This short hike ventures into a canyon to Lost Creek Waterfall, a seasonal desert falls. Cross through a riparian area below tall cliffs in the Spring Mountains of Red Rock Canyon National Conservation Area. Lost Creek Canyon Trail is 0.35 miles long and can be done as a 0.7-mile out and back hike with 165 feet of elevation change. Form a circuit with Lost Creek Children’s Discovery Loop Trail to explore surrounding rock formations (including a pictograph) on a 0.8-mile hike. Willow Springs Loop also connects to the Lost Creek Trail System, allowing Lost Creek Waterfall to be visited on that loop for a 1 1/3-mile hike.
Start from a trailhead along Rocky Gap Road between Red Rock Canyon’s Scenic Drive and Willow Springs Picnic Area. Two trails part from the south side of the road. Children’s Discovery Loop Trail ventures west and is the longer trail to Lost Creek Waterfall. For the direct route to the falls, take the trail to the left (east side of the parking area) and hike southwest. Tall cliffs rise ahead of you, penetrated by the narrow gap of Lost Creek Canyon.
Lost Creek Trail begins as a gravel track lined by larger rocks. Bear right at a junction, 0.05 miles from the start, passing SMYC Trail. Slip through desert brush and make your way to a wash, 0.15 miles from the start. Cross the wash and continue into trees that grow around a water source at the bottom of Lost Creek Canyon. A boardwalk lifts the trail off the ground to protect the fragile grasses in this riparian area and probably makes it easier to appreciate. A panel explains how this area has been restored:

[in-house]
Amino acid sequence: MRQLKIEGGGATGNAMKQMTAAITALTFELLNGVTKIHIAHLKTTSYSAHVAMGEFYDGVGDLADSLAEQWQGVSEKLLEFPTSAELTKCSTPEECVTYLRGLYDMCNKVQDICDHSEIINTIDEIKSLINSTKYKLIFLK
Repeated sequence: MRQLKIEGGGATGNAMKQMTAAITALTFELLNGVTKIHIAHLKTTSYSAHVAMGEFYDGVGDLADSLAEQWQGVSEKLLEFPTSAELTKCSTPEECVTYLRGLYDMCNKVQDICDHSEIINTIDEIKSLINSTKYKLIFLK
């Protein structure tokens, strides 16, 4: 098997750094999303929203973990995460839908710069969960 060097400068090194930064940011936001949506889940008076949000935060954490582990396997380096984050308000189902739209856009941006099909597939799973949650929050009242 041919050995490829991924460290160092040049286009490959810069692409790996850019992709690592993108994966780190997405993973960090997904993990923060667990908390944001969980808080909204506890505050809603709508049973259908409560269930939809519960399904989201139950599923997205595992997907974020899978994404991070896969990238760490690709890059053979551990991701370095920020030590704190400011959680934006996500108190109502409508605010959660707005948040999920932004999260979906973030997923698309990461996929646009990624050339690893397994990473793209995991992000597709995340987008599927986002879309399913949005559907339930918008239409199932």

Heavy visitor use of this area has compacted soils, trampled plants, and destroyed much of the fragile riparian habitat (habitat associated with water). Concerned about the loss of habitat, the Bureau of Land Management developed a restoration plan. Trampled areas were replanted and an elevated boardwalk was constructed by volunteers. The boardwalk provides visitors with a way to continue enjoying this special place and helps protect the fragile spring habitat.
On the left side of the boardwalk, you can watch water from the spring flow through the thicket. At the end of the short boardwalk, a rocky dirt trail resumes. Cross a boundary to Rainbow Mountain Wilderness Area and come to an unmarked junction, a quarter mile from the start. The loop trail is to the right. Stay to the left to venture another tenth of a mile up the canyon to the waterfall.
Lost Creek Canyon Trail drops across a creek bed where you will see water if you’re really lucky. Take steps up the other side and make your way through a tunnel formed by a pair of boulders. Just ahead, you will arrive at the base of the waterfall.
Lost Creek Falls is a seasonal waterfall flushed by rain and melted snow that flows in the winter and spring. The waterfall pours from an overhang at the back of the box canyon and can run strong or run dry. If the waterfall isn’t gushing, but rather dripping like a shower (as shown), walk right up under the waterfall for some natural refreshment.
With tall cliffs all around, there is no way to proceed up the canyon. Only a use trail, which branches off Willow Springs Loop above Children’s Discovery Loop Trail and crosses the ledge bordering Lost Creek Canyon, can be used to access the area above the waterfall.